• Label Grande cause nationale 2017 : deux associations de sauvetage en mer désignées
    Le Premier ministre au Salon Euromaritime
    2 février 2017 - Actualité

    Label Grande cause nationale 2017 : deux associations de sauvetage en mer désignées

    Bernard Cazeneuve, a annoncé, ce 2 février 2017, les lauréats du label Grande cause nationale 2017, dédiés au sauvetage en mer : SNSM, Sauveteurs en mer et SOS Méditerranée. Toutes deux agissent pour sauver des vies en mer. Le label Grande cause nationale, qui fête ses 40 ans, en 2017, a pour objectif de sensibiliser le public aux grands enjeux de société.
     

    En quoi consiste le label "Grande Cause nationale" ?

    Chaque année, une association ou collectif obtient le label "Grande Cause Nationale". Attribué par le Premier ministre, ce dernier permet à des organismes à but non lucratif ou à des collectifs d'associations, qui souhaitent organiser des campagnes faisant appel à la générosité publique, d'obtenir des diffusions gratuites de messages sur les sociétés publiques de télévision et de radio (France Télévision et Radio France). Et ce, pendant une année entière.
     

    Comment est attribué le label Grande cause nationale ?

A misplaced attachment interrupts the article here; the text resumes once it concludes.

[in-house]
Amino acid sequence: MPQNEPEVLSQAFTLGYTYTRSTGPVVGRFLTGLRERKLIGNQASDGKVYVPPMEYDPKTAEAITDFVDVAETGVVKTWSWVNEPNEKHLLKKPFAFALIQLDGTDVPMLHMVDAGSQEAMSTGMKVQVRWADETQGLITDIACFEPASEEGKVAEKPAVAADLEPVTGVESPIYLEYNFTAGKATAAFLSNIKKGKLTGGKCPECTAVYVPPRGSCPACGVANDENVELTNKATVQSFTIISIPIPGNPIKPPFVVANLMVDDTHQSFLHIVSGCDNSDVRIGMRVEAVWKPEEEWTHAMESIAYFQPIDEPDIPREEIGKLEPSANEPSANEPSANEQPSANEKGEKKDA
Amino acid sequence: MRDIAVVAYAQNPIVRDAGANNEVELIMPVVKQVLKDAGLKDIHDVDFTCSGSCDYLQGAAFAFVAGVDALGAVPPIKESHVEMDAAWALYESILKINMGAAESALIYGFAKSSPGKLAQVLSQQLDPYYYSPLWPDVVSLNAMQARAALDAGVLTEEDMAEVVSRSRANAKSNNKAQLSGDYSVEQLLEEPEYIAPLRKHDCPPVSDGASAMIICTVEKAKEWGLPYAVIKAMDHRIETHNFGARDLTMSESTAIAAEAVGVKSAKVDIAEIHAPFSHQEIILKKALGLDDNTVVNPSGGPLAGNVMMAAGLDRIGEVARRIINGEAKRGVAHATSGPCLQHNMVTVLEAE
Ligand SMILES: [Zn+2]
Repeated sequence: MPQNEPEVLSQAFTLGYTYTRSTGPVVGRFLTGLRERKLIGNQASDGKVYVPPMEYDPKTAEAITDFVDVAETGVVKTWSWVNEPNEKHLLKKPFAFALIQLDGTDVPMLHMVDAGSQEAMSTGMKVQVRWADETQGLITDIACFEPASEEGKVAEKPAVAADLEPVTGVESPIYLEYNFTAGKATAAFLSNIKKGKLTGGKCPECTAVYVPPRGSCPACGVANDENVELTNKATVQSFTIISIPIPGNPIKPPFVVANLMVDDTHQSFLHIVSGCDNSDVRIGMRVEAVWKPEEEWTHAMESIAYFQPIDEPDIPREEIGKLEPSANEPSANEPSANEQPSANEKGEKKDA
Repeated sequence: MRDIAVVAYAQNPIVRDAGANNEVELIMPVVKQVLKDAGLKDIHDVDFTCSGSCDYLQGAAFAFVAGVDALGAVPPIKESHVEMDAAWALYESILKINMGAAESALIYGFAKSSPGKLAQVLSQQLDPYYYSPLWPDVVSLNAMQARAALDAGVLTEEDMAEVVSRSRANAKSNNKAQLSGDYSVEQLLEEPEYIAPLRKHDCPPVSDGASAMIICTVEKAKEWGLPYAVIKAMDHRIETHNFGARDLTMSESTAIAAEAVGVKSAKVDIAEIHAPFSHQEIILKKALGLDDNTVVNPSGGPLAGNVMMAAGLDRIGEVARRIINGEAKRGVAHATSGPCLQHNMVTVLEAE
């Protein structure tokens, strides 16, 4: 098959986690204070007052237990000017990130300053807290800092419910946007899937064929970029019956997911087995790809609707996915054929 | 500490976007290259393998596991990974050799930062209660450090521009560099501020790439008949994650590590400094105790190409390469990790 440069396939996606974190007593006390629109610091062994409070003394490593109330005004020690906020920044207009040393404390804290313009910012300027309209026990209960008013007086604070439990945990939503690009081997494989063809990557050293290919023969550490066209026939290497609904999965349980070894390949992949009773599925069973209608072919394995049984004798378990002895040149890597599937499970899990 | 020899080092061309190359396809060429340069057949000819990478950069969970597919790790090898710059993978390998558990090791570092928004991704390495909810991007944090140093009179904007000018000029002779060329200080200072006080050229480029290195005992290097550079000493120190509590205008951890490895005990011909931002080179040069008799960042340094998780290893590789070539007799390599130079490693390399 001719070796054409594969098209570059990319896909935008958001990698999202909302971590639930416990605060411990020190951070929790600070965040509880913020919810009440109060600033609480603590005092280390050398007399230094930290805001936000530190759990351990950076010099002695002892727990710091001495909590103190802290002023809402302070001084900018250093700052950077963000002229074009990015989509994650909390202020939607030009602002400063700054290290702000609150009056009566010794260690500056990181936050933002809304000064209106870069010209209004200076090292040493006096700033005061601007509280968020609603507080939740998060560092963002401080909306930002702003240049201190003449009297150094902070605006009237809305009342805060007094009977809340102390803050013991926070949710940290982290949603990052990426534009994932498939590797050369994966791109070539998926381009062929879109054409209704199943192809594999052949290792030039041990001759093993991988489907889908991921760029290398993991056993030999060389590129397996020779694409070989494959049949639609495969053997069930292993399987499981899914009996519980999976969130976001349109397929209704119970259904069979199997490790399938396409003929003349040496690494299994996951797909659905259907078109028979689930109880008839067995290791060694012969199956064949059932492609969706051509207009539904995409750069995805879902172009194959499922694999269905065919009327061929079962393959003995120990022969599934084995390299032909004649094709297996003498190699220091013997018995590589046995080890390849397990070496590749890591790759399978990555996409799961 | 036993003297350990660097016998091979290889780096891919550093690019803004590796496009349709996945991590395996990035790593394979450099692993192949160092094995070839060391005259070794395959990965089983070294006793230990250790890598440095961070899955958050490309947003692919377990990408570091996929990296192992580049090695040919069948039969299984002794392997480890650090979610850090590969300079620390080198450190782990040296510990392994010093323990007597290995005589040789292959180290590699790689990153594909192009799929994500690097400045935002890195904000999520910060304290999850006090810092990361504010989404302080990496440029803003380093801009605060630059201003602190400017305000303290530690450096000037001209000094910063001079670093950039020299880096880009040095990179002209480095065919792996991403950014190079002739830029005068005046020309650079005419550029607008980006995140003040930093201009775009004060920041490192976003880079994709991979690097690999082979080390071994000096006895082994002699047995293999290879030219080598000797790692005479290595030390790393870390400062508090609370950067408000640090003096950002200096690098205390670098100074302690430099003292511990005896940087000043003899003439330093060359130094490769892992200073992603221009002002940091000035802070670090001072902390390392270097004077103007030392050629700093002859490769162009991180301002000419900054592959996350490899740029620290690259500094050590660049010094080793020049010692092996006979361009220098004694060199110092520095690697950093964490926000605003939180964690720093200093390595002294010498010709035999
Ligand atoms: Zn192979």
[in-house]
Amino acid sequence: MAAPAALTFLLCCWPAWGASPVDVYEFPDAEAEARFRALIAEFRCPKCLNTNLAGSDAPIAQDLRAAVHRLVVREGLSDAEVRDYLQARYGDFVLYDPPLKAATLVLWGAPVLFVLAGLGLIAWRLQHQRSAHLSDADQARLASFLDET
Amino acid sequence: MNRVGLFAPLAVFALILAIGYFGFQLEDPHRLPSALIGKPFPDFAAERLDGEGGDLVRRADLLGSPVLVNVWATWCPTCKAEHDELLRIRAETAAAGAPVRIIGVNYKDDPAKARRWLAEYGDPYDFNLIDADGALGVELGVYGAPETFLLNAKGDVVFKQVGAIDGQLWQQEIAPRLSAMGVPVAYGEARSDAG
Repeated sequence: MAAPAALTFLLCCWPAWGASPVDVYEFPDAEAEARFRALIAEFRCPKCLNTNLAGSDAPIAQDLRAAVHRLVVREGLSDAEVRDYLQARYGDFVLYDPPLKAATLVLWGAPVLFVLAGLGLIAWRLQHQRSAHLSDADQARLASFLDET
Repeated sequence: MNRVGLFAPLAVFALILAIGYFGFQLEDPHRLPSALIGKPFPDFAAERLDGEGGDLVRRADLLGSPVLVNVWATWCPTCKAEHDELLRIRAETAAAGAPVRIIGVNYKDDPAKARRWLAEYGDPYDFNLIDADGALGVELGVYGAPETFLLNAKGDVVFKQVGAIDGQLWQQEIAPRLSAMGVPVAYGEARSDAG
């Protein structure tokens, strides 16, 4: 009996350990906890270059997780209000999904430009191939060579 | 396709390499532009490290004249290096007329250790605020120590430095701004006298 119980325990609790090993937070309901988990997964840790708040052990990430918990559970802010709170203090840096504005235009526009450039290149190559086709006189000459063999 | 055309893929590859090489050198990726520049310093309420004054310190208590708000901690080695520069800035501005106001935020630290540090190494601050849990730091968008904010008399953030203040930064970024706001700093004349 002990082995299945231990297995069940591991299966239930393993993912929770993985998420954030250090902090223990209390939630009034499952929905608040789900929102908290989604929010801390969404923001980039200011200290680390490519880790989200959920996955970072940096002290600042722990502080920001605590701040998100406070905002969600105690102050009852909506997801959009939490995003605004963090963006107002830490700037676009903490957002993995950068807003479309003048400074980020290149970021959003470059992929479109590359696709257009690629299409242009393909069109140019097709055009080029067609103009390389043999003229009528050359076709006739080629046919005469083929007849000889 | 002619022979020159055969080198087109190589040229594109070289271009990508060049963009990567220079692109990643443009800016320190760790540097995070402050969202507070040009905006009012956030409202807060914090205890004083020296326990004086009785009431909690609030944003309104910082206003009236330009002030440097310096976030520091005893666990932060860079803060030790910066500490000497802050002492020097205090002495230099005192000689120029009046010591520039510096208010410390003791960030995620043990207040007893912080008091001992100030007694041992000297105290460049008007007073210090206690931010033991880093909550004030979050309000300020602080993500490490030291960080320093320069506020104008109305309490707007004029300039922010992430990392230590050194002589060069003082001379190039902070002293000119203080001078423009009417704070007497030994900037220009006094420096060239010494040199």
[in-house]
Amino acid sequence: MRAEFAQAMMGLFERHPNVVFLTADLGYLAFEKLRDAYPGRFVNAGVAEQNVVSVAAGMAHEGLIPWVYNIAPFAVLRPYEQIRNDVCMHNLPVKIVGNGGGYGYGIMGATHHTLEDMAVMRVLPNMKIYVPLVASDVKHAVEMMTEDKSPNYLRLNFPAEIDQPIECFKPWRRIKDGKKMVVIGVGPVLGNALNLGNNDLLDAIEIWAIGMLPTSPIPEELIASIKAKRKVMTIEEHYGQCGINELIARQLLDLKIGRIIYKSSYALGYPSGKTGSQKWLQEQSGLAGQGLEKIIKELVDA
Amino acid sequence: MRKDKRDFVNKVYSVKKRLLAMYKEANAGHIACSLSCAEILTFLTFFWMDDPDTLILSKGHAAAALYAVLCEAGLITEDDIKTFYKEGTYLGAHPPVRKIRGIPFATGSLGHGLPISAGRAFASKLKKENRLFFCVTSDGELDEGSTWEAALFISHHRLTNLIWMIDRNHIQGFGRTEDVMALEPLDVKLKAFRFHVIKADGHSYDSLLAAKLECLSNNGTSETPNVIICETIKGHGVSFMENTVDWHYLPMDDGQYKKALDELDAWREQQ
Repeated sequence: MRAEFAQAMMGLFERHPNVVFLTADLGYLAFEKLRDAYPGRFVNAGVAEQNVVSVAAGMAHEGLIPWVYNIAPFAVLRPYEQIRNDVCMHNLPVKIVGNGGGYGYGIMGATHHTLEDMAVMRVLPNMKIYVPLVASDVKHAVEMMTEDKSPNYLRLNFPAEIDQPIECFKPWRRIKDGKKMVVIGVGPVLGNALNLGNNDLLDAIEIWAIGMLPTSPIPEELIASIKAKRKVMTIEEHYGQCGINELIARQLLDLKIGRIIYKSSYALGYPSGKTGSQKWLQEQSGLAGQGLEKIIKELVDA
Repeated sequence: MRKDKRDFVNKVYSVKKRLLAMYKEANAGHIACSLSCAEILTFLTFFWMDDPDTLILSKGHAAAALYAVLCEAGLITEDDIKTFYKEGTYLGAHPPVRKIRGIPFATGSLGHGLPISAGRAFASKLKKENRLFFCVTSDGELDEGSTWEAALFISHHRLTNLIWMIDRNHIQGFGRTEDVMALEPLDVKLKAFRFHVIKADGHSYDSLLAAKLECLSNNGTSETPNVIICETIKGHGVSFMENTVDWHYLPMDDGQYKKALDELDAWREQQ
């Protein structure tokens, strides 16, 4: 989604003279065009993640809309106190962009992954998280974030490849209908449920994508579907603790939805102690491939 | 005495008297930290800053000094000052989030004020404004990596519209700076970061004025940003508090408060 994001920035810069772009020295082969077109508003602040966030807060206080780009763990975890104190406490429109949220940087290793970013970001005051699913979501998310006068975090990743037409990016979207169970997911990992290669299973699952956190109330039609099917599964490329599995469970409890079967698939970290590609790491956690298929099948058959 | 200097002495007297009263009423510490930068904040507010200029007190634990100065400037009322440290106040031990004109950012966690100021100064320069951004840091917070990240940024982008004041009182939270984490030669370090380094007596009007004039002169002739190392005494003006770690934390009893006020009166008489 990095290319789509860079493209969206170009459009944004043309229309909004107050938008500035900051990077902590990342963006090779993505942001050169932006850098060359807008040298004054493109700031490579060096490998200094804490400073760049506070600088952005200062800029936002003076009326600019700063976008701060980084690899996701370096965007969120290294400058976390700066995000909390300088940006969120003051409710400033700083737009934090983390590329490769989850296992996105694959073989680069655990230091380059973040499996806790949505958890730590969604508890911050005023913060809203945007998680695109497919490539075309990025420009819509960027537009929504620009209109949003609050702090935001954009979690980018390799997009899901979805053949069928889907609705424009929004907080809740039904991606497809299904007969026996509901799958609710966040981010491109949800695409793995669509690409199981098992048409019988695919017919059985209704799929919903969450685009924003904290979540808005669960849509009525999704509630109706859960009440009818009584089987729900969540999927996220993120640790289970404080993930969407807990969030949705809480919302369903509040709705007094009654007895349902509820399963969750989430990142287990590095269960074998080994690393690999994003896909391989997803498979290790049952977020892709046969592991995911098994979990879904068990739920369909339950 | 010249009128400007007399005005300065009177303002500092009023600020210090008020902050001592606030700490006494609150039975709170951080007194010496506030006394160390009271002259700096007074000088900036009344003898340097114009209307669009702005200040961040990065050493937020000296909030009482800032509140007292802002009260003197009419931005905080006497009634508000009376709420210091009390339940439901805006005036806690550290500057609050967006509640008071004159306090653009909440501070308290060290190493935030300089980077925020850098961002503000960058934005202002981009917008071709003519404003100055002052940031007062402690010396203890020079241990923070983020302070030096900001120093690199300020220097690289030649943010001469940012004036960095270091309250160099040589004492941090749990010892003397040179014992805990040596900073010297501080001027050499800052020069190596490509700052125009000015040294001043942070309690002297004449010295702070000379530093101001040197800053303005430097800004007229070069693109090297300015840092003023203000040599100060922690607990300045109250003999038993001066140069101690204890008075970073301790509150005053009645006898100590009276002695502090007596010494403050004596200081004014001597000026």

Chaque année, le Premier ministre lance un appel à candidatures pour l'année suivante, par voie de communiqué de presse. Les demandes d’obtention du label doivent être adressées par les organismes intéressés au service d’information du Gouvernement, qui instruit les dossiers.
     
    En 2016, la Grande cause nationale a été attribuée au collectif d’associations "Adoptons les comportements qui sauvent" constitué autour de la Fédération nationale des sapeurs-pompiers de France (FNSP), la Croix-Rouge française (CRF) et la Fédération Nationale de Protection Civile (FNPC).
     

    Depuis quand ce label existe-t-il ?

    Le label "Grande Cause nationale" existe depuis 1977. Il avait été attribué cette année-là au Comité espoir pour le cancer.
     

    Quels thèmes sont retenus pour les grandes causes nationales ?

    L'accent est le plus souvent mis sur les phénomènes de société graves ou sur des problématiques médicales de grande ampleur, nécessitant une mobilisation du public, une meilleure information, et davantage de moyens financiers.
     
    Dans le passé, le cancer, le Sida, la recherche médicale, la pauvreté, le handicap, la maladie d'Alzheimer, l'enfance maltraitée, l'autisme ou encore l'illettrisme ont fait l'objet de campagnes "Grande cause nationale". Des organismes dont l'action est déterminante ont également bénéficié du label, comme la Fondation de France (en 1978 et 1983) ou le Secours populaire français (1991).
     


     

    Les Grandes Causes nationales depuis 1995

    • 2017 : le sauvetage en mer
    • 2016 : les comportements qui sauvent
    • 2015 : lutte contre le dérèglement climatique et lutte contre le racisme et l'antisémitisme
    • 2014 : l'engagement associatif
    • 2013 : l'illettrisme
    • 2012 : l'autisme